“Listen, I know I can haven’t been very friendly lately. It’s sort of a bad habit of mine,” I ended up blurting out before I had a chance to regret it, “But if you ever need someone to talk to, about anything, just feel free to call me. Here’s my phone number.”
He regarded me with a sincerely surprised expression, leading me to think that he didn’t have that many friends to begin with. “Thanks. I really appreciate this.” He instantly texted me a smiley face. “Now you have my number too. Same conditions!”
“Alright, take care then,” I parted with him and with a strangely lighter heart headed toward my desk. Ok, so David was Lionel Collier’s son. But he seemed really lonely and in need of companionship. After he took care of me on that crazy night after my breakup, I kind of wanted to do something nice for him in return.
The rest of the month went by quickly. Gerald and I ended up researching ways to pick a lock (surprisingly easy information to find out, thanks to the internet) and practicing at home. Of course, we made sure to practice when our folks were out—even though Mom and Dad knew what we were up to, we were sure they’d both have heart attacks if they saw us practicing an illegal activity. After we were both pretty good with the technique, it was time to act. Now we just needed a good time to do it: I would have and excuse to stay at the office late, Collier would be conveniently out for the night, and the rest of the coworkers would be home. Otherwise there would be too many questions raised. So, literally, it was a matter of time and now that the goal was set, I had no problem patiently waiting.
At work, things were going mostly good. I was enjoying the benefits (and the pay raise) of my new promotion and still doing good work. I had to admit, if this company had a different owner, it really would have been a pretty nice place. And my fellow coworkers were good friendly people, which, as I realized by now, was quite an important thing at work. I was sincerely happy for the people I worked with.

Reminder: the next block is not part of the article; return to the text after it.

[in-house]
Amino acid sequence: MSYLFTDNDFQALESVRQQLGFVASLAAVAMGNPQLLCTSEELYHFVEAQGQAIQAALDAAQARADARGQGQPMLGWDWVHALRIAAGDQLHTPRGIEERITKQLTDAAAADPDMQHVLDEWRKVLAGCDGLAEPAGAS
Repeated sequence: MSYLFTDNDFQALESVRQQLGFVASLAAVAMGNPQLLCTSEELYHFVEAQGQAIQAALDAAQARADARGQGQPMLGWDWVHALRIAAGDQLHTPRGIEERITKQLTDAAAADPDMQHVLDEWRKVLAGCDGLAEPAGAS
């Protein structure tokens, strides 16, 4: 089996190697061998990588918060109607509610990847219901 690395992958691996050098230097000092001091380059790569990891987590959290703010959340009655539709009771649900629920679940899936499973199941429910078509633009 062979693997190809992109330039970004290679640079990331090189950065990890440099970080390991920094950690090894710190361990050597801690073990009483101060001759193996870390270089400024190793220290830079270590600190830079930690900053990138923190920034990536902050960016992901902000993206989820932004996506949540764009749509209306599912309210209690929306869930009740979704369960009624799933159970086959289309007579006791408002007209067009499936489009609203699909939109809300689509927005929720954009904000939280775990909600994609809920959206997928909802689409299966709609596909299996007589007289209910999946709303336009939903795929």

So, of course, I agreed to babysit Tia’s son when she had to work especially late one day. It was no problem for me at all. Tia was also trying to get a pay raise, meaning she was trying to increase her productivity at work. That implied lots of overtime, unfortunately. And being a single mother, she had double duty, both at work and at home.
Clyde Blakely turned out to be an energetic kid, who certainly wasn’t too eager to sit down and do a big math assignment. At least not without someone helping him.
“Alright Clyde, you’re looking at a long division problem. So, the number you have to divide, otherwise known as the dividend, here, is 125, right?” I explained to the boy.
“Yes! And I know the number I divide by is the divisor. But 125 doesn’t divide by 7 evenly!” Clyde complained.
“Yep, that’s right. So what you do is this: you build a table, with the dividend underneath the bracket and the divisor outside. It’s pretty easy when you do it this way! You first divide 12 by 7, which would be how much?”
“One! 7 only goes into 12 once!” he chimed in eagerly.
“Exactly. So, you write the 1 on top of the bracket and subtract the seven from 12. The leftover 5 is carried down along with the 5 from 125, to make a 55, which you also divide by 7. Which would be how much?” I encouraged the boy.
“The 49 divides by 7. It’s 7!” he figured out. “So we write the seven on top along with the 1. Our whole number is 17.”
“And is that where we add the zeros?” Clyde was getting the hang of his assignment.
“That’s right. See? You do get it once you think it through? Think you can solve the rest of your problem without my help?”